CI’s Gone Wild: Totally Tenacious Test Tuning

So one of the upstream projects I am working on has added some new tests. Should be a good thing, right?

Suddenly, out of nowhere, we start getting ‘terminated 137’ on CI stages. The obscure unix math is… substract 128 to get the signal. So kill -9 (see here for why, tl;dr: 8-bit, 0-128==normal return, 129-255==abnormal return).

OK, lets talk about how we run this. We are using Gitlab-CI with gitlab-runner with Kubernetes executor. This means that our jobs scale with our Kubernetes clusters. For the ‘big’ things, we have a big node (2 x 18C36T w/ 256GiB). That’s right, 72 cores and 256GiB of non-oversubscribed system. You would think this be enough for the average codebase.

But then enters Bazel. The big fat java-based bully of the build playground. And it consumes… 46G of VIRT and 3G of PHYS just to manage things, and about 2 full time processors. But still we got space.

And then of course we parallel some of the stages. See in the image for what we allow to parallel. But, the linux_asan, linux_tsan, test are the big 3 (all running the same suite with different sanitizer flags).

OK. We are not getting OOM messages. So we are not out of memory. And a ton of graphing with vmstat and netdata prove that hypothesis. But that is the expected reason for a kill -9. Hmm.

If we look at top during one of the runs, we see the not-yet-too-common ‘t’ size. That’s right, two of the things have malloc’d 20TiB of memory. Hmm.

  PID USER      PR  NI    VIRT    RES    SHR S  %CPU %MEM     TIME+ COMMAND                                                                                                                                                    
49444 root      20   0 46.130g 2.634g  21152 S 124.6  1.0  12:22.89 java                                                                                                                                                       
  742 root      20   0  759984 676364  61752 R 100.0  0.3   0:12.71 clang-7                                                                                                                                                    
  760 root      20   0  745848 663384  62004 R 100.0  0.3   0:12.68 clang-7                                                                                                                                                    
 2344 root      20   0 20.000t 234276 147720 R  64.9  0.1   0:01.98 server_test                                                                                                                                                
 2362 root      20   0 20.000t 226140 136812 S  61.6  0.1   0:01.88 websocket_integ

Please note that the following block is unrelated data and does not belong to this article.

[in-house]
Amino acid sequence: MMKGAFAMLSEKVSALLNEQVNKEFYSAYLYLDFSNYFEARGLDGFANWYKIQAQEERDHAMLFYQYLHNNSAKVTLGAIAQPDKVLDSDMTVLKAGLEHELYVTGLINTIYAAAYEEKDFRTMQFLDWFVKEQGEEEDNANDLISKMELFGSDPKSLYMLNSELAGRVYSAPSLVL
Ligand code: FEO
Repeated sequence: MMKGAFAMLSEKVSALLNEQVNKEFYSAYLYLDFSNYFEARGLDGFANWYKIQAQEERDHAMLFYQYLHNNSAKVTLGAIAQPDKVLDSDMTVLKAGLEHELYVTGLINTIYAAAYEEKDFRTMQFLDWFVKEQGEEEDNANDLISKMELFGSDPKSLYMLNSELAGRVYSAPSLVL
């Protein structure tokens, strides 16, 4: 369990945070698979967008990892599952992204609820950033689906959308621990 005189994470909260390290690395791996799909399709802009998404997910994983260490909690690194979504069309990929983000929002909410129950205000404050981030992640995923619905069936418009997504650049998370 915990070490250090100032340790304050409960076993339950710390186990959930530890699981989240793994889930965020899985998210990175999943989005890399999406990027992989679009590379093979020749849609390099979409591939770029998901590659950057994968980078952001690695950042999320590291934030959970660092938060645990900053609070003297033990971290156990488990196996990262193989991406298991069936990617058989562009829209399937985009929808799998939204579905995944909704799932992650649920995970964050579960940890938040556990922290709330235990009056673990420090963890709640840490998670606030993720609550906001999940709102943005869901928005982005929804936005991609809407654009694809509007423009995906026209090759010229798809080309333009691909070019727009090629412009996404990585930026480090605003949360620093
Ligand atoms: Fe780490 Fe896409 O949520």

2371 root      20   0  200628 125832  54136 R  60.7  0.0   0:01.85 clang-7         

We dig a bit further and find that ‘KSM‘ is doing really well. This is ‘Kernel Samepage Merging’, see the below. This means we are getting 60% more ram for free!

Digging some more, we find the (likely) smoking gun. Looking @ kubectl top pods, we find that the 3 tests are each using more memory (according to kube-metrics-server) than they actually are, and that when the sum of them exceeds the physical memory, one of them gets terminated by kubernetes.

So… kubernetes wants you to disable swap. its very opinionated on this subject (and we are not swapping here). But it seems to have miscalculated the ‘vm.overcommit’ and ‘ksm’ affects, thus being too pessimistic, and terminating what were otherwise happy pods.

We had another issue. Initially each pod (which is a container, which is to say, not virtualised, sees the host kernel etc) thought it had 72VCPU to play with, and went nuts in parallel. So all 5 pods running w/ 72VCPU caused some thrashing. We tamed them by capping them @ 24VCPU, ironically making it faster.

So… What is the solution? I end up with each of the parallel phases at some time thinking its using ~180GiB of ram (on a 256GiB machine). I can unparallel the stages, but that is unnecessarily pessimistic. It also means that if I grow the cluster the speed won’t increase.

Likewise I can instruct gitlab runner to cap the number of jobs, but that is very wasteful and slow.

I can continue to dig into kubelet and try and figure out why it is confused.

Any suggestions from the peanut gallery?





4 Responses to “CI’s Gone Wild: Totally Tenacious Test Tuning”

  1. Jayme Snyder

    Fix the OOMKiller to be more KSM friendly?? Play with oom_score_adj to live life on the wild side?

    1. db

      I forgot a key fact.
      the OOM is not the kernel one (w/ the tuning), its a Kubernetes internal thing. It thinks its out of ram, terminates a pod. Its not out of ram. the kernel is fine.

      1. Jayme Snyder

        Yeah that’s my point. You can probably just completely forcibly break the internal Kubernetes OOMKiller until it’s fixed (live dangerously), or fix it…

  2. db

    oom_score_adj isn’t used by Kubernetes.
    It assumes no overcommit on ram.
    I’d have to go and find the bit in their source and snip it out. I guess i could… but…

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